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Thursday, June 4, 2015

What is Lower Mythology?

I had a very interesting discussion with a bright young man in the Center for Paranormal Studies Facebook Group. He asked, “ I am wondering why there is such as thing as lower Myth. I am sure U are familiar with the Hero’s Journey and I am not really sure if there is a lower myth in this case. Jung never mentioned a lower myth or anyone who follows their lead.”

To answer his question, , the theory of “lower mythology”, or the “demonological theory” represent myths as “a reflection of everyday phenomena”. The theory was advanced by German scholars F.L.W. Schwartz and W. Mannhardt. The academic work done on lower mythology started while mapping the mythic structures of early Indo-Germanic Tribes and has since been used with many Indo-European mythological studies. “Lower Mythology” is a classification created to help map extremely complex mythic structures.

What Constitutes a Creature of Lower Mythology?

In short, creatures of lower mythology consist of beings that have no objective reality yet are regarded in folk traditions to actually exist. They are generally up to no good, and usually (for one reason or another) rank below spirits, angels, deities, and ghosts.
Generally these creatures take up residence in water, trees, rocks or hide in human form. For instance, Norse Mythology classifies Dökkálfar (dark elves) as “lower” creatures because they are not a God or Giant. In the case of the Philippines, this classification can be attributed to creatures such as the aswang, tikbalang, kapre, batibat etc.

The Creatures of Philippine Lower Mythology by Dr. Maximo Ramos

Dr. Maximo Ramos completed his Ph.D dissertation on the Creatures of Philippine Lower Mythology under the guidance of Wayland D. Hand – the former President of
The American Folklore Society and former Director of the Center for Comparative Folklore and Mythology at the University of California. I hesitate to point out the error in using the term “higher mythology”, but I believe I must. Dr. Ramos used the term to help separate the ghouls from the Gods, and in the context of his dissertation, it was wonderfully effective. However, in the context of world mythology, it is confusing.

It is easy to mix up the realms of mythological existence with the “lower” classification. We are taught early on about Mt. Olympus and The Underworld, good vs. evil – and assume this thinking would apply to “lower mythology” and “higher mythology”
Since earthbound creatures such as the aswang are considered “lower mythology”, one may try to assert that Bathala (Supreme God of the ancient Tagalogs and King of the Diwatas), who is said to exist in the “Skyworld” would therefore be “higher mythology”. This is not the case. Skyworld is the realm in which the ancient Gods exist and Lower Mythology is a classification given to certain mythological beings. Bathala falls into the classification of “mythology”.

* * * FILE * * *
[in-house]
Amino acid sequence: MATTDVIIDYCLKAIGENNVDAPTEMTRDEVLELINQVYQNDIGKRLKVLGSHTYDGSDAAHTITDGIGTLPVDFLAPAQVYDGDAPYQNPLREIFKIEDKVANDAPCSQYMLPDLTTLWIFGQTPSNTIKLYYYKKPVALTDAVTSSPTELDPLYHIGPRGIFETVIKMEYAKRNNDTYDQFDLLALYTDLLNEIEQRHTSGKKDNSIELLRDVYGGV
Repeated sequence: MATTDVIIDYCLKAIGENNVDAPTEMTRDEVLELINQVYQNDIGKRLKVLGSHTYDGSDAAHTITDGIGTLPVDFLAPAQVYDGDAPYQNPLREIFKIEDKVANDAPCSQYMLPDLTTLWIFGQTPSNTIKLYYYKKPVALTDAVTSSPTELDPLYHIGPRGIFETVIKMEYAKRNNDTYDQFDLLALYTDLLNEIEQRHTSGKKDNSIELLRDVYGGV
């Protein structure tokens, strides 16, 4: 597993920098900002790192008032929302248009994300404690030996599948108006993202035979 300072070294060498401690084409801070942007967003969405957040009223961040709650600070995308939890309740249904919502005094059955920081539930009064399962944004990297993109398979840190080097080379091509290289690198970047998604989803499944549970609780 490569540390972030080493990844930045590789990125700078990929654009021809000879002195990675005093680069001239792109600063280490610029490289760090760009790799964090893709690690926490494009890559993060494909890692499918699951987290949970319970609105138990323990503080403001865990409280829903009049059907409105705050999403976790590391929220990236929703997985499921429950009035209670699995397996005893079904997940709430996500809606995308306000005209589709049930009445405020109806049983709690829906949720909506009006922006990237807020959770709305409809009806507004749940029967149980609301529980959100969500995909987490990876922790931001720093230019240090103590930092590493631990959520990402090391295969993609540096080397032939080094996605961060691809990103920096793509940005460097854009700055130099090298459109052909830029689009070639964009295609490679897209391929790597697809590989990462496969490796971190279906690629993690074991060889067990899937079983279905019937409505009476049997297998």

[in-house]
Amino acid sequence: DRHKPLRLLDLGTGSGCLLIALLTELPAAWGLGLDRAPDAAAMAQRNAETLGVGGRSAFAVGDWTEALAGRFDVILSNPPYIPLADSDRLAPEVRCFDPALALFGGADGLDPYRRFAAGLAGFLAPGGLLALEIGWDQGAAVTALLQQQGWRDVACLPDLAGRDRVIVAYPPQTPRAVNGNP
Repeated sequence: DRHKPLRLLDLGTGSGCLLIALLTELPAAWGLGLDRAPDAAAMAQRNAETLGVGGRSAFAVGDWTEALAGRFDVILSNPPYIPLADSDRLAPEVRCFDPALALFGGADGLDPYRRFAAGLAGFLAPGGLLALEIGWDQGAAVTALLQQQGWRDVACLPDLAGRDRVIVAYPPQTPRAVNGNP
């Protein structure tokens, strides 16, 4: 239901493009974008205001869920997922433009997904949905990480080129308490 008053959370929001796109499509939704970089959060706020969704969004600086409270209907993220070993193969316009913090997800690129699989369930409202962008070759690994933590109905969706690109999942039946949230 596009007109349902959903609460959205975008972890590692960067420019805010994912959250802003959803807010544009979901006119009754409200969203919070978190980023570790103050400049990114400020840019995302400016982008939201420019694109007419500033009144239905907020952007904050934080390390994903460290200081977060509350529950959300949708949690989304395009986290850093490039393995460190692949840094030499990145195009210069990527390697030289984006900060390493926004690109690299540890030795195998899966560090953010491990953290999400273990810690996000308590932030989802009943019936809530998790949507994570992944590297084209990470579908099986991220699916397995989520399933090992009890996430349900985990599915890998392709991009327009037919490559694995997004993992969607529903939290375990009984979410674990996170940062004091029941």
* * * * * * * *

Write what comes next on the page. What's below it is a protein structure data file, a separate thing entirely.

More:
One would be hard pressed to find people who still believe in the ancient Gods of the Philippines, but the creatures of Philippine lower mythology still hold a firm grasp on the superstitious. Both are integral to understanding early Philippine society and both
should be included as part of the K-12 curriculum in the Philippines. Unfortunately, the negative context of lower mythology and Catechistic interpretations has made the subject almost taboo. 

This mentality has stunted studies in Philippine lower mythology since the mid 70’s. As this gap in time widens, the window into the past closes. I am hopeful that we will soon see a young, brilliant, Filipino anthropologist make a huge name for himself by effectively mapping the historical importance of these creatures in early Philippine society.

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Jordan Clark is a Canadian documentary director/producer at 
High Banks Entertainment Ltd. He made the 2011 feature length documentary The Aswang Phenomenon - an exploration of the aswang myth and its effects on Philippine society. Currently he is in production for The Aswang Project web-series, which will feature 8 mysteries and myths from the Philippines.

1 comment:

  1. This blog is nice, before anything else.

    I suppose it would be best if I would ask for clarifications or elaborations from you so I have a full grasp of your perspective.

    First, this Indo-Germanic term you are using, is it from the term coined by German Orientalist Heinrich Julius von Klaproth in 1823, “indogermanisch” which refers to Indo-Aryans? and which includes the modern day Hindu India and Islamic Iran?

    Second, what does “a reflection of everyday phenomena” really mean? Is it a fragmented collection of ideas compiled into some form of a Theoretical Framework? and What does this Framework look like visually?

    Third, is the Mythology presented more for the sake of Taxonomy or is it more about the Evolving Consciousness of this Indo-Aryan or Indo-Germanic Culture?

    Fourth, does the contrast of Lower and Higher Mythology has some bearing to understanding Character [Consciousness] or something else?

    Fifth, since Mythologies are cultural, does this suggest that there are two different cultures or value systems -- which we can clearly distinguish while interacting with the locals?

    The idea of the Lower Myth and Higher Myth reminds me of Hegel. A brilliant philosopher and not well understood.

    I am happy I am given this opportunity in clarifying my questions as regards this matter with you.

    This is my second attempt. The first one did not appear to be sent.

    May God ease your ways.